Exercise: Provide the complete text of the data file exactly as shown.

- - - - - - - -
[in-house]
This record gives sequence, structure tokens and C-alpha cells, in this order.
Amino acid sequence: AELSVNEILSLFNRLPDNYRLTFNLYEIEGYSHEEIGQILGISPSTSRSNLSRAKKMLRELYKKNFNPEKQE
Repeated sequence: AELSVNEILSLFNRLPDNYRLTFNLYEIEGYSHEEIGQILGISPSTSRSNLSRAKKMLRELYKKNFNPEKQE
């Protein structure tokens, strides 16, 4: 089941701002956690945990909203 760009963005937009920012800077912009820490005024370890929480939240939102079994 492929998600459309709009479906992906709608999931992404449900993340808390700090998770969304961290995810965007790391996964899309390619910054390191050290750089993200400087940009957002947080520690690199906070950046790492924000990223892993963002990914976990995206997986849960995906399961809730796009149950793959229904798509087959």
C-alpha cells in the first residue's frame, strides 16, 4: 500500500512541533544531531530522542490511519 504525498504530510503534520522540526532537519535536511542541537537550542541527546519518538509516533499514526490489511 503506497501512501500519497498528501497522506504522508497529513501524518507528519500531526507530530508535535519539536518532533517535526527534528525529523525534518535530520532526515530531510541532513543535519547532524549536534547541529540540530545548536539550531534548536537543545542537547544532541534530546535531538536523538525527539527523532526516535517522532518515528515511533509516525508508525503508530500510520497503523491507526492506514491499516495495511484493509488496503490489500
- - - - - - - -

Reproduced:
[in-house]
This record gives sequence, structure tokens and C-alpha cells, in this order.
Amino acid sequence: AELSVNEILSLFNRLPDNYRLTFNLYEIEGYSHEEIGQILGISPSTSRSNLSRAKKMLRELYKKNFNPEKQE
Repeated sequence: AELSVNEILSLFNRLPDNYRLTFNLYEIEGYSHEEIGQILGISPSTSRSNLSRAKKMLRELYKKNFNPEKQE
């Protein structure tokens, strides 16, 4: 089941701002956690945990909203 760009963005937009920012800077912009820490005024370890929480939240939102079994 492929998600459309709009479906992906709608999931992404449900993340808390700090998770969304961290995810965007790391996964899309390619910054390191050290750089993200400087940009957002947080520690690199906070950046790492924000990223892993963002990914976990995206997986849960995906399961809730796009149950793959229904798509087959």
C-alpha cells in the first residue's frame, strides 16, 4: 500500500512541533544531531530522542490511519 504525498504530510503534520522540526532537519535536511542541537537550542541527546519518538509516533499514526490489511 503506497501512501500519497498528501497522506504522508497529513501524518507528519500531526507530530508535535519539536518532533517535526527534528525529523525534518535530520532526515530531510541532513543535519547532524549536534547541529540540530545548536539550531534548536537543545542537547544532541534530546535531538536523538525527539527523532526516535517522532518515528515511533509516525508508525503508530500510520497503523491507526492506514491499516495495511484493509488496503490489500